Prosecutions for arson often rely heavily upon circumstantial evidence because much of the available evidence, such as accelerants, DNA and fingerprints have been destroyed by heat or fire. Circumstantial evidence can include things such as telephone records, telephone intercept material, listening device product and scientific evidence.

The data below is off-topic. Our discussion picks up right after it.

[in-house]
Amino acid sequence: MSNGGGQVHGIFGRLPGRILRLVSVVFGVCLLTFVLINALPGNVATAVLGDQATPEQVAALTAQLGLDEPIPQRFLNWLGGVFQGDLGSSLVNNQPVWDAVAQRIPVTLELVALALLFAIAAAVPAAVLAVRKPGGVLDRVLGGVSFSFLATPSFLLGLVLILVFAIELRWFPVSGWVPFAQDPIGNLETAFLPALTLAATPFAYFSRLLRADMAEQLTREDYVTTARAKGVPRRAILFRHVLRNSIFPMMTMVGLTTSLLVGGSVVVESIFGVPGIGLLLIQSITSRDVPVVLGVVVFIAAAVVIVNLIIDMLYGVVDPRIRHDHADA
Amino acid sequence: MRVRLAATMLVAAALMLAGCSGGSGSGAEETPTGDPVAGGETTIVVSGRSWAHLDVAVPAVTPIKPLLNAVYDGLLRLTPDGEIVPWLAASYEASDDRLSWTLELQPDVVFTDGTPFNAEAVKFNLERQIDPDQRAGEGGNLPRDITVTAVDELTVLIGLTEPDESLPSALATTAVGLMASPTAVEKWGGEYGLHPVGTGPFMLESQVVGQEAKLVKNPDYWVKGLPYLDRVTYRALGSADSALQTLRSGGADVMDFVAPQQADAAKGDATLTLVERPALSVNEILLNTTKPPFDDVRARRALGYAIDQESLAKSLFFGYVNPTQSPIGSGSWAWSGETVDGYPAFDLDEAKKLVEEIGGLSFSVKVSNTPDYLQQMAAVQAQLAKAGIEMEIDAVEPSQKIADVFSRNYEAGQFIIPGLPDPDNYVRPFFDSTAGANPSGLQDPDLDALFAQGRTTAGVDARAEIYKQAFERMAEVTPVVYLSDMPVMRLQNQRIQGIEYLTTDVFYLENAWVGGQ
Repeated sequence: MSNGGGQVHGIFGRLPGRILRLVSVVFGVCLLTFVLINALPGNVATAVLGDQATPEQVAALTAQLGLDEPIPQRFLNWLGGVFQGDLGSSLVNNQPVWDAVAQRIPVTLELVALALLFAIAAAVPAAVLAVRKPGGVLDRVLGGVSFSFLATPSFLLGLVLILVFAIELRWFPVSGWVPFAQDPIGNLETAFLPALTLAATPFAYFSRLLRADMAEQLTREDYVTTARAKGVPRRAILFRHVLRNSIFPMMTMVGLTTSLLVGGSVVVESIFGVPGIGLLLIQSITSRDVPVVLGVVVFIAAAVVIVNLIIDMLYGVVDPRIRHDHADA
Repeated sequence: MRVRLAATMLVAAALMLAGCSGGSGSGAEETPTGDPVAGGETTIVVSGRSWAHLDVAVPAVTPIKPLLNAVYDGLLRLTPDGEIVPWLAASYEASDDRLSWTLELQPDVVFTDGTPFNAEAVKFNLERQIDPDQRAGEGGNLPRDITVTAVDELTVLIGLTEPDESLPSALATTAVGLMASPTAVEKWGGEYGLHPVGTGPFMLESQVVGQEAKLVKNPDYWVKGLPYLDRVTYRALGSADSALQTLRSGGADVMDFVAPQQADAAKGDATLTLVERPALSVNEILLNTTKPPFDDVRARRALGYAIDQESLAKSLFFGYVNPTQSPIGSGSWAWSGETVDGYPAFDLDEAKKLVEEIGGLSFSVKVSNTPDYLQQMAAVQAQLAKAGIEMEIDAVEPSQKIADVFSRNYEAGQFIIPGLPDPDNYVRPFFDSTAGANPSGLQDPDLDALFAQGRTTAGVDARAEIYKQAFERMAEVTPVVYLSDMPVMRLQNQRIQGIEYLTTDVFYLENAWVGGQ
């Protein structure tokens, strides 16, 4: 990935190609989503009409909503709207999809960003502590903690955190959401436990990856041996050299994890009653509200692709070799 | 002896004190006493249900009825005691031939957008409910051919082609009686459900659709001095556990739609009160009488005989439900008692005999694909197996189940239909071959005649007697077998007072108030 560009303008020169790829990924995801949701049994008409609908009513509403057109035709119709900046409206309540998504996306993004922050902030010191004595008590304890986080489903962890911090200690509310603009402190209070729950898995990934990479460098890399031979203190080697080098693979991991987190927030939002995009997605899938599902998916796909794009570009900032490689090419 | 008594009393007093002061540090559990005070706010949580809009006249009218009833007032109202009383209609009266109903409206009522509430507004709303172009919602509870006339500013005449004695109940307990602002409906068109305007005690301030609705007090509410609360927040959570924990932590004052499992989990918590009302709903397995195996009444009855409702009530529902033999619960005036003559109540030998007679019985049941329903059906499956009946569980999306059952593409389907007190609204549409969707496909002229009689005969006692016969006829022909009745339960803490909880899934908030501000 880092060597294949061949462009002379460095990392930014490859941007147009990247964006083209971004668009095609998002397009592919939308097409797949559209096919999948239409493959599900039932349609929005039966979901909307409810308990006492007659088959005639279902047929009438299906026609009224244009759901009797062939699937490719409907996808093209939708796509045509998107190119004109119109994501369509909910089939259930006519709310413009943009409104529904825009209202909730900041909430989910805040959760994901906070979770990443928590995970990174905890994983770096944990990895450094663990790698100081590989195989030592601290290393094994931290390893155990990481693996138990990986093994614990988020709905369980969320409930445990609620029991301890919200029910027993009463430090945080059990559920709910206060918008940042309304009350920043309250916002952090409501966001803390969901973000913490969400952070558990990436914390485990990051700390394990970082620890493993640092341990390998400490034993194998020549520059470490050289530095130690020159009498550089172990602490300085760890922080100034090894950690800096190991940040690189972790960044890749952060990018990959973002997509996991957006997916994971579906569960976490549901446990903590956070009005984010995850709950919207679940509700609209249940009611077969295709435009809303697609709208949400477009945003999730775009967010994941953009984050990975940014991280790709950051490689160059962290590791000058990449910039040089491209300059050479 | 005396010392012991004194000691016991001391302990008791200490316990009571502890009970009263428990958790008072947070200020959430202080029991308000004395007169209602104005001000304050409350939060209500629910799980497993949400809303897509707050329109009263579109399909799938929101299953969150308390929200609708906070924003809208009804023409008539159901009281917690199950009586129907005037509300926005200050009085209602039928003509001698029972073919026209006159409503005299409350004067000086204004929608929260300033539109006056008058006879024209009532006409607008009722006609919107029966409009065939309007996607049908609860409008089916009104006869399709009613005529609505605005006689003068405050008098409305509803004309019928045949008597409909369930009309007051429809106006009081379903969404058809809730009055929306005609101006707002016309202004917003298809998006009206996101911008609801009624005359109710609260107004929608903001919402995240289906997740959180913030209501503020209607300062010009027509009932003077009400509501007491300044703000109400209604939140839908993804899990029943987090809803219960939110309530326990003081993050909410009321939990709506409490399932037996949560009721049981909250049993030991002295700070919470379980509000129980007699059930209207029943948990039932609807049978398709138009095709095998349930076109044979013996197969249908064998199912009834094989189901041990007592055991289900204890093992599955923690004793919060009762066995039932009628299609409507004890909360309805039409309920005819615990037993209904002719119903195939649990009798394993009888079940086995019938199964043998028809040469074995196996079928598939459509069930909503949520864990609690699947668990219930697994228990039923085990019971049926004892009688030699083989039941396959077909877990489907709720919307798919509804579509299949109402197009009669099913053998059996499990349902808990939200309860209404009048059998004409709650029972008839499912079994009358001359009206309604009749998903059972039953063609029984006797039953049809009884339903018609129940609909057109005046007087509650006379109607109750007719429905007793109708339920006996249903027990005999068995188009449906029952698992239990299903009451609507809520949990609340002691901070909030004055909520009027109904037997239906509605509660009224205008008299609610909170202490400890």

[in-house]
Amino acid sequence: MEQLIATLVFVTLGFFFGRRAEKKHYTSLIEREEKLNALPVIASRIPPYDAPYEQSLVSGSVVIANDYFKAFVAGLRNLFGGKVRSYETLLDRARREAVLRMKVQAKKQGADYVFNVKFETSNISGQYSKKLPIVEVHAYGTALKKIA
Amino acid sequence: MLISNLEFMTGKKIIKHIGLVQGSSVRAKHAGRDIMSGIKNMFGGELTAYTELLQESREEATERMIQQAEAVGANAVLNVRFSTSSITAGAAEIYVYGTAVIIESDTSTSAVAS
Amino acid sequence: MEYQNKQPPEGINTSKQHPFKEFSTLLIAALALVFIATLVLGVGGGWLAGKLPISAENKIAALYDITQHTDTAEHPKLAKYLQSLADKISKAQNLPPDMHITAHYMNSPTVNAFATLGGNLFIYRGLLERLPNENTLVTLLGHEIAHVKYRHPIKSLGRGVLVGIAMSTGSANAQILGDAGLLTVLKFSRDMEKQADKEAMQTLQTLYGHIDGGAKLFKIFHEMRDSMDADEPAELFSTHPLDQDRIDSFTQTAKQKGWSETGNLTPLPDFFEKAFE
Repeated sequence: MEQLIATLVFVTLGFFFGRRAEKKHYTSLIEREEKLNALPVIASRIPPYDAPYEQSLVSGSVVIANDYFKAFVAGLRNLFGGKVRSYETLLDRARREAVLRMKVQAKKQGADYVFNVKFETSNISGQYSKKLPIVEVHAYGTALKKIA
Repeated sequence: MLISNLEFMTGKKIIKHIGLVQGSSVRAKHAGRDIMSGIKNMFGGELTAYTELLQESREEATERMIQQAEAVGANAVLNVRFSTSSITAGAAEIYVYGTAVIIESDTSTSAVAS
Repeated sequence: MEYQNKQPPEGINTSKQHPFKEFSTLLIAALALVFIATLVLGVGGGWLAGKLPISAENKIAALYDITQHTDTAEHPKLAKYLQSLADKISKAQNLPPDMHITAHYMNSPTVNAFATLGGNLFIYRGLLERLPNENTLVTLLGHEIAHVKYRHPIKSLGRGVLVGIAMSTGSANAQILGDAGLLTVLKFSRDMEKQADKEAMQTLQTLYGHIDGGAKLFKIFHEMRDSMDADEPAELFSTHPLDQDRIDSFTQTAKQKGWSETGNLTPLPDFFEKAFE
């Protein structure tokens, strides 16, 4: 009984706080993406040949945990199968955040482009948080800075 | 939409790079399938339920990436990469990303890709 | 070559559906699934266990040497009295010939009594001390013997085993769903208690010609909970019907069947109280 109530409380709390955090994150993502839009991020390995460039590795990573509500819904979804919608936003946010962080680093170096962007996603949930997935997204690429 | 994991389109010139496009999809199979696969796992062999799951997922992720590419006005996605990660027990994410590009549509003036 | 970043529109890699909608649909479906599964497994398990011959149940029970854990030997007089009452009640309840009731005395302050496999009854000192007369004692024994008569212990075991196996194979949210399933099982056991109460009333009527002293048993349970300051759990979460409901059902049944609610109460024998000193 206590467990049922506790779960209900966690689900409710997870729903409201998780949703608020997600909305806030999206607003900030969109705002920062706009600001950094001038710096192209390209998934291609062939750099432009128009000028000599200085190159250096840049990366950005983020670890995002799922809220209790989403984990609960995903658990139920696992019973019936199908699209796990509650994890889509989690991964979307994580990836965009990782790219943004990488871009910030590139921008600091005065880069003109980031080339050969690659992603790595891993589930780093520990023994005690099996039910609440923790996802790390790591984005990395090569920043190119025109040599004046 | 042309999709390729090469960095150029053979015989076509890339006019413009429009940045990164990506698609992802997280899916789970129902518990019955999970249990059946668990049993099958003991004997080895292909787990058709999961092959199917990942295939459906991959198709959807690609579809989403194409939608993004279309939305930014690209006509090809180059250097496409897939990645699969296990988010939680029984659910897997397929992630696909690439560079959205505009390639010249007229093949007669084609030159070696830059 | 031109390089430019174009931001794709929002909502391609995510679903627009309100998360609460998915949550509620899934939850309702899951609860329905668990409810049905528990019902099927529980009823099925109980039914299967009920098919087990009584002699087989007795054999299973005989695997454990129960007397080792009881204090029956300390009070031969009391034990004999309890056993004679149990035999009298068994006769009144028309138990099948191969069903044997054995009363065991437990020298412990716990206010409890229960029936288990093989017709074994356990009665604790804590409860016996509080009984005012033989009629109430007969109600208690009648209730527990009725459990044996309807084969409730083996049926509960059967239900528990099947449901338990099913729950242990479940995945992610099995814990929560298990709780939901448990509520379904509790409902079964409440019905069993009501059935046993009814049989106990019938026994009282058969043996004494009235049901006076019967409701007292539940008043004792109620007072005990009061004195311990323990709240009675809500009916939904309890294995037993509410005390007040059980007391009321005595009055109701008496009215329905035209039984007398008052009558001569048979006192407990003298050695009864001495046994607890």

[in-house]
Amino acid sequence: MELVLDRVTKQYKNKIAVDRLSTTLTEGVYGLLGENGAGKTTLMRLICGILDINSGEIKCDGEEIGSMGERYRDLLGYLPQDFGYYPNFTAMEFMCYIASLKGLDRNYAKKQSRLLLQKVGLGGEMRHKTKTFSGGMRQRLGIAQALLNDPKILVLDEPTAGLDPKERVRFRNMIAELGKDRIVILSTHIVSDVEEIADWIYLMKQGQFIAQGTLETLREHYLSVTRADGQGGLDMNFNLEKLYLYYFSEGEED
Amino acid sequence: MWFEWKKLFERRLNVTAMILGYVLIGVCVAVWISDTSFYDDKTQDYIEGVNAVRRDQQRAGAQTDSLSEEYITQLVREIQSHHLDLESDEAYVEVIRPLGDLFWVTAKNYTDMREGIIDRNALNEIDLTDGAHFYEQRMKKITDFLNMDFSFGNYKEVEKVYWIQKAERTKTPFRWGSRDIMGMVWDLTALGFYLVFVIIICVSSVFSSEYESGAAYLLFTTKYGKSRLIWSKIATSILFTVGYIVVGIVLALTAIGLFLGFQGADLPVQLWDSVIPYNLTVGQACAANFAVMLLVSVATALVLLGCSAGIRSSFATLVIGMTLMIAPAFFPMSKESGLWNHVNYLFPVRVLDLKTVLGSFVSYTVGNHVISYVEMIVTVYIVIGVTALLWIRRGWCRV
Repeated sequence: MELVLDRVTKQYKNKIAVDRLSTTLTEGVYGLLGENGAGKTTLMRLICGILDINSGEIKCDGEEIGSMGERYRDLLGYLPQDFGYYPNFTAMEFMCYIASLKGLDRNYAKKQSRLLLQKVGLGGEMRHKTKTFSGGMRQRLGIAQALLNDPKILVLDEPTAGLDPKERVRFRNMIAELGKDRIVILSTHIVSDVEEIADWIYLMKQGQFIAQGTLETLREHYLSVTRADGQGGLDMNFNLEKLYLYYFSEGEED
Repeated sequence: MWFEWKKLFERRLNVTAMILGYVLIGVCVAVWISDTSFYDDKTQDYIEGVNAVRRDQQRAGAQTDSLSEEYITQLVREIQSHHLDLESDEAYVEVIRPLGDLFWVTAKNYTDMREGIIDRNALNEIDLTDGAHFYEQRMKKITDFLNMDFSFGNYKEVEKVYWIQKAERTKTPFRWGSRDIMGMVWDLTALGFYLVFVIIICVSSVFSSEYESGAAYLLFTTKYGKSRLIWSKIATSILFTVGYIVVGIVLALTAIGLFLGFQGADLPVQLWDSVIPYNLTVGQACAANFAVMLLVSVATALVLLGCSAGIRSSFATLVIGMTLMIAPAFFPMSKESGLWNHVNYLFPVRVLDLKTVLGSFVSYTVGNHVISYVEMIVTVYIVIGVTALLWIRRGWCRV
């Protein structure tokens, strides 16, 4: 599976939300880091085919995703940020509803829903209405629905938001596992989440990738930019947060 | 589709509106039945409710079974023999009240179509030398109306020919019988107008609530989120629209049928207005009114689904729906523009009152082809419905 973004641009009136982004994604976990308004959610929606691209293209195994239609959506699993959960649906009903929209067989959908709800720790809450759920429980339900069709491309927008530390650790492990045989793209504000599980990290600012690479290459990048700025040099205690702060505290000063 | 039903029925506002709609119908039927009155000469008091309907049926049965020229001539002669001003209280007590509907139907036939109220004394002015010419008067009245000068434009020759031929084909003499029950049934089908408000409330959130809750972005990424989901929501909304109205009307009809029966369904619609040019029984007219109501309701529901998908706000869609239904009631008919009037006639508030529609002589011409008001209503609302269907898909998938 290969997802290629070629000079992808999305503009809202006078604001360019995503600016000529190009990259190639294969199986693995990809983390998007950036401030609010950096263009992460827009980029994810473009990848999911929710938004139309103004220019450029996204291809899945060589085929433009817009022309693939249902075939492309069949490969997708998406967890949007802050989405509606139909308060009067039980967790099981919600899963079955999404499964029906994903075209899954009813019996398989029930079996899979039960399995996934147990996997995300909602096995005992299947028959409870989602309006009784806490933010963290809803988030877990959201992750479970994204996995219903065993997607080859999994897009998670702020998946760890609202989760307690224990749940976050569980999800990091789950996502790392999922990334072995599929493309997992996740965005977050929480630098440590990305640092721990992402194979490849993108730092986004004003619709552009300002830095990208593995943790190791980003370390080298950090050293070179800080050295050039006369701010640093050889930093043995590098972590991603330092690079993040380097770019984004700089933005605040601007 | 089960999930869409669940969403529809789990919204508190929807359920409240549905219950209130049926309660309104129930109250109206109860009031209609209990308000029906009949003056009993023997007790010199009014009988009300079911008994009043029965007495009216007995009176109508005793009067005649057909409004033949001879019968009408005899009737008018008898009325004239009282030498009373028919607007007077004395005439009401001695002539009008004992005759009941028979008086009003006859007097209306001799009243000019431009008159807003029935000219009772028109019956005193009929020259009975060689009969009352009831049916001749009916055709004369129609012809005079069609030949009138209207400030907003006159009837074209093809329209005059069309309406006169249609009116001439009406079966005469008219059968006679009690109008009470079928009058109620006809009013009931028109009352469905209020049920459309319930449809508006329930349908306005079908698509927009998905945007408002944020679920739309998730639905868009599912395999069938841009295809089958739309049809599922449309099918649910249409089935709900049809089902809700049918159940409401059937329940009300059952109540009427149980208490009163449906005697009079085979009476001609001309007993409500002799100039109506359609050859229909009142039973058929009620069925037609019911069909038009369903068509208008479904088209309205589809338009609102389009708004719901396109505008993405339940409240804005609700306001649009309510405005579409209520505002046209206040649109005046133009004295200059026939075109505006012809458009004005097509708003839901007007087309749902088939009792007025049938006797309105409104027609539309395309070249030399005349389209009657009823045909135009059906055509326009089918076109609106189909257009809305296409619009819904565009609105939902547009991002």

Although Arson is not a prevalent crime, our accredited criminal law specialist has experience in defending people accused or suspected of arson. This experience includes appearances at Coronial Inquiries to determine the cause of a fire and whether or not a person should face criminal prosecution.